For as long as people prefer their drinks served liquid and hot, there are going to be burn-related lawsuits.
From the infamous and widely misunderstood 1994 case Liebeck v. McDonald’s Restaurants — a.k.a the “McDonald’s Hot Coffee Lawsuit — through to today, untold numbers of civil suits seeking damages from coffee retailers due to hot beverage burns have resulted in settlements or even jury trials. It sort of goes with the coffee retail territory.
Longtime coffee professional and “specialty coffee” movement pioneer Dan Cox of Dan Cox & Associates says he has consulted and/or testified in more than 50 of these types of spill-related suits on behalf of retailers, and he’s literally rewritten the book on hot beverage spill litigation.
Released in May by Onion Press in Burlington, Vermont, “Coffee: Too Hot to Handle or Mishandled” includes significantly more and updated information than Cox’s first book on the subject, 2013’s “Handling Hot Coffee.”
According to the publisher, four main chapters in Cox’s latest include: “Brewed & Sued,” which covers current spill-related litigation and reviews past court cases; “Spill Prevention” provides a meticulous review of cups, lids and handling, while introducing a new warning label for the global coffee industry; “Matters of Degree” analyzes brew temperatures and scald severity; and the self-explanatory chapter, “Best Practices.”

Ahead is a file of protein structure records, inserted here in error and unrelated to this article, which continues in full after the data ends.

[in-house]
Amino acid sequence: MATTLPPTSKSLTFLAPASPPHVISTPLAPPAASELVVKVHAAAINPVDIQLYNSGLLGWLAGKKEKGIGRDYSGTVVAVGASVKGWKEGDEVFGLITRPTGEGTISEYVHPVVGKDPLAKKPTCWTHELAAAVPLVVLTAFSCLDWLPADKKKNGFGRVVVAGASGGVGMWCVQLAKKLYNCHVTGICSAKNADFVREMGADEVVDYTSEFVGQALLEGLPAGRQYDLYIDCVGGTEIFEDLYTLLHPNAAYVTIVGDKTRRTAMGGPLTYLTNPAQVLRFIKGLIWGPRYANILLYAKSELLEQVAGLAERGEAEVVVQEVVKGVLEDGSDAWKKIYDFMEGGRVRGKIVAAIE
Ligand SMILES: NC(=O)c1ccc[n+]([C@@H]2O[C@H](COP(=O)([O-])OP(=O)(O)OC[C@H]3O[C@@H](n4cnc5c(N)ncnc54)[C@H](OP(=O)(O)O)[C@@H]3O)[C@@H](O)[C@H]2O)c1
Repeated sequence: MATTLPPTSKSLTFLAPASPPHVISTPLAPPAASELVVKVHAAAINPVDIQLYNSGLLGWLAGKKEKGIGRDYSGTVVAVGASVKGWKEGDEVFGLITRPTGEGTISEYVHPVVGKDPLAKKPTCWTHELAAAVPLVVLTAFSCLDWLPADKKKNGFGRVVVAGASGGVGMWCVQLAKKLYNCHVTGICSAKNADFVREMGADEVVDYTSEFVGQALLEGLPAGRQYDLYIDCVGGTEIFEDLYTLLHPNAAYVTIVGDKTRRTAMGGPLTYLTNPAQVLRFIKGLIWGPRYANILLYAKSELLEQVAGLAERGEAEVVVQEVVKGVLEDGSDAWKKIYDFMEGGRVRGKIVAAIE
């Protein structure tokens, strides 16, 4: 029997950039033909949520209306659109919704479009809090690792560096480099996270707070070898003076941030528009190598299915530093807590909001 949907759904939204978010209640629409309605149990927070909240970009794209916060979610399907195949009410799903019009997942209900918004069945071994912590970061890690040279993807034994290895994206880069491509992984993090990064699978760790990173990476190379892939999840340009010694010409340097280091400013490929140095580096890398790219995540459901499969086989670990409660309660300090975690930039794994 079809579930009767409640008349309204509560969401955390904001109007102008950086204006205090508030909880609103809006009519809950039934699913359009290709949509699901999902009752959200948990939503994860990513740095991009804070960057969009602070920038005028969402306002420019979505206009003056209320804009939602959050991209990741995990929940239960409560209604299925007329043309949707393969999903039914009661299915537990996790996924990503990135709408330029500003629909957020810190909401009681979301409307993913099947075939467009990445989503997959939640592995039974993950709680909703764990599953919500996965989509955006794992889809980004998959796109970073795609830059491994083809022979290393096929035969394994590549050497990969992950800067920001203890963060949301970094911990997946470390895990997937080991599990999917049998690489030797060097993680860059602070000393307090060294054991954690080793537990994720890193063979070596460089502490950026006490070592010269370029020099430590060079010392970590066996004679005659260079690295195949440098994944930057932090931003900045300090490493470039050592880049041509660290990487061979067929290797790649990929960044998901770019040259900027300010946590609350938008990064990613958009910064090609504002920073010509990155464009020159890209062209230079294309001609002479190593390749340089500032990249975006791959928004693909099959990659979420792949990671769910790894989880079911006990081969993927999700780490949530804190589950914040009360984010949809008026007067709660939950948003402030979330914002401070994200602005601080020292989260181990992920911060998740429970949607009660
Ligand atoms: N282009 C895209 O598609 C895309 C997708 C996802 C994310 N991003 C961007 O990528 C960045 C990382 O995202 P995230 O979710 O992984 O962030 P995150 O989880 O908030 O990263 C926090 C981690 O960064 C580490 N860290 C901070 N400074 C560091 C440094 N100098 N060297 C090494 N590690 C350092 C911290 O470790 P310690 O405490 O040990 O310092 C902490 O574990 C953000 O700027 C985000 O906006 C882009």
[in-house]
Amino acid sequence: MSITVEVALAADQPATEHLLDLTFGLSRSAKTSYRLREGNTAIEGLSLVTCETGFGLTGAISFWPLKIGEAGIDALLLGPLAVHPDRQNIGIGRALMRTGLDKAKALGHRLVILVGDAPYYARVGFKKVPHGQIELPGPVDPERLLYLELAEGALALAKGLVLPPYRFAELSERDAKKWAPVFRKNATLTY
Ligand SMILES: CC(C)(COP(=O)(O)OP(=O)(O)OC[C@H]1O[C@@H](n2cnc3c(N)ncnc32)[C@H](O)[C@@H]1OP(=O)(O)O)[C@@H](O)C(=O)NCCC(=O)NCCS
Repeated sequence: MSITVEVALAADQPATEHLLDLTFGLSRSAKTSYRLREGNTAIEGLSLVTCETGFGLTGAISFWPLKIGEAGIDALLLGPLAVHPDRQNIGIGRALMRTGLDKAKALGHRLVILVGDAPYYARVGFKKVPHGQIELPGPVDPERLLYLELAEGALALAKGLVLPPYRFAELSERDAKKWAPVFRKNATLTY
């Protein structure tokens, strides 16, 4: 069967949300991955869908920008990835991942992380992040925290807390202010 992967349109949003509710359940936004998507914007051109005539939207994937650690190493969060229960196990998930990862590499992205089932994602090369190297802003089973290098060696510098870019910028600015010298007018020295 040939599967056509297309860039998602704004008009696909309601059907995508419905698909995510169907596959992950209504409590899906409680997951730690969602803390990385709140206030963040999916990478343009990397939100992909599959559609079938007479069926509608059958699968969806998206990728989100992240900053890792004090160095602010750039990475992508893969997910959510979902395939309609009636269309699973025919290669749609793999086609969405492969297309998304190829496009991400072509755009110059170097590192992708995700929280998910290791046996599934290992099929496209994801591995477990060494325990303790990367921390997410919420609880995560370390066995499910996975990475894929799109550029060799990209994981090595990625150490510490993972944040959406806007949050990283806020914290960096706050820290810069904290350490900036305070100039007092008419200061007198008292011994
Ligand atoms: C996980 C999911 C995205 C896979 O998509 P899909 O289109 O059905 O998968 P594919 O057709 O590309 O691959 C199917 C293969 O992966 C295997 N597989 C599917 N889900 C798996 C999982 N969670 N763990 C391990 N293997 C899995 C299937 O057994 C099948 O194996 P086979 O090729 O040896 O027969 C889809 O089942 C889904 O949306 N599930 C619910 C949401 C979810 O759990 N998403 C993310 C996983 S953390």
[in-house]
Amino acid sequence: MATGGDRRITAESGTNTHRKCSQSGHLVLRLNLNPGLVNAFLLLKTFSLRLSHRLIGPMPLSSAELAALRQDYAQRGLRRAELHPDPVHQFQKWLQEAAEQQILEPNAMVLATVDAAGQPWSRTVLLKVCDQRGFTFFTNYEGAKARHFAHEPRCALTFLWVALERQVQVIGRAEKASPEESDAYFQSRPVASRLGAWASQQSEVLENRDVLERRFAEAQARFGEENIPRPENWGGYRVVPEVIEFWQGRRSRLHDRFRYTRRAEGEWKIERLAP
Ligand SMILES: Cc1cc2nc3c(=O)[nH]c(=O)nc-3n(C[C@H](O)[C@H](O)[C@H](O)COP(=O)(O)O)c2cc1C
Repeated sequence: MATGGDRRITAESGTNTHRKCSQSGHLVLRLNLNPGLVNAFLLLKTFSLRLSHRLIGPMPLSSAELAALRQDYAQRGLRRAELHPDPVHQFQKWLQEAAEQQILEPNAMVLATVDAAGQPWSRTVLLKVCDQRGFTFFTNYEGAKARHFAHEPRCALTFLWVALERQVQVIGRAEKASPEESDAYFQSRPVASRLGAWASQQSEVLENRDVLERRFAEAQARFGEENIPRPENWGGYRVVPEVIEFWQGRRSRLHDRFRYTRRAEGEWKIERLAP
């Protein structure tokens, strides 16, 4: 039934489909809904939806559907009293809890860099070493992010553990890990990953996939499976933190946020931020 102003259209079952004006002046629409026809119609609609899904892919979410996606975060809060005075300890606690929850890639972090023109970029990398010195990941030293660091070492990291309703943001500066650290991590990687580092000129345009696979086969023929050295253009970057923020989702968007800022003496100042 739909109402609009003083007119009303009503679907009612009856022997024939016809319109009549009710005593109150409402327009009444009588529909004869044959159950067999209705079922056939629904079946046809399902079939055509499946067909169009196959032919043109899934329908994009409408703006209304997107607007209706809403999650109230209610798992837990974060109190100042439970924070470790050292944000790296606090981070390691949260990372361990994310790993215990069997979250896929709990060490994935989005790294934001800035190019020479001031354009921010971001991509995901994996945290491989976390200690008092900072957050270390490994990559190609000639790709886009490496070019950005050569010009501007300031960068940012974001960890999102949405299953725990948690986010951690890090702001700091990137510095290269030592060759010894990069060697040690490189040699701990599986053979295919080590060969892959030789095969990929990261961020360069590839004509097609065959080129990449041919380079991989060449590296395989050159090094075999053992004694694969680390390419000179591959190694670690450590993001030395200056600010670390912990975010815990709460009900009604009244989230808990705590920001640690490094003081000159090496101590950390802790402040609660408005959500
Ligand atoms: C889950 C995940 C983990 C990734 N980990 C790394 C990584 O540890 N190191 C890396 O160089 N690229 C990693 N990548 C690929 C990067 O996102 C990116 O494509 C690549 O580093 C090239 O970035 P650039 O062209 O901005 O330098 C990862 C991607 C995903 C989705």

We recently caught up with Cox — who also happens to be the owner and president of Vermont’s Coffee Enterprises and received the Specialty Coffee Association of America’s Lifetime Achievement Award in 2012 — to discuss the new book:
DCN: Of all the fascinating subjects you’ve been around in your coffee career, how did you land on hot spills? It seems oddly specific for a coffee pro with your breadth of experience.
Dan Cox: Ted Lingle asked me to get involved around 1999 as he said I had the right technical knowledge and personality to handle litigation of this type. Having an independent coffee and tea testing lab and not selling coffee was important to remain unbiased and [to not become] a professional expert witness as a full time job.
Who is the reader for this book?
First, defense lawyers, primarily. Second, retail coffee operators, especially chains, as they can make operational changes and conduct training that can help eliminate lawsuits.
Is it possible to quantify the amount of coffee-related or hot-drinks-related lawsuits over the years? Have the numbers increased since the first book? Have there been any landmark decisions that have altered the legal landscape?
I do not know how to quantify the number of spill/burn lawsuits filed each year. I have experienced an increase in the number I have been involved with, which is over 50, with eight more in progress. The landmark one continues to be Leibeck v McDonalds, which was over 25 years ago. This remains mostly misunderstood and goes into the category of urban legend.
What’s next for you? Any other big projects coming up?
Yes, another big project is a safety poster which should be published shortly. This is a must-have for all coffee and tea retailers and explains clearly how to protect customers, employees and businesses, how to help if an accident occurs and how to maintain accurate data if a lawsuit results. It should go in the break area or cafeteria in every coffee operation. I also created a new warning [sign] that I hope will become universally accepted and eliminate the need for all other signs currently in use. Lastly, I made recommendations for changes in operations and materials to use in serving hot beverages. This will, I’m sure, be controversial, but I can handle the feedback.
Nick Brown is the editor of Daily Coffee News by Roast Magazine.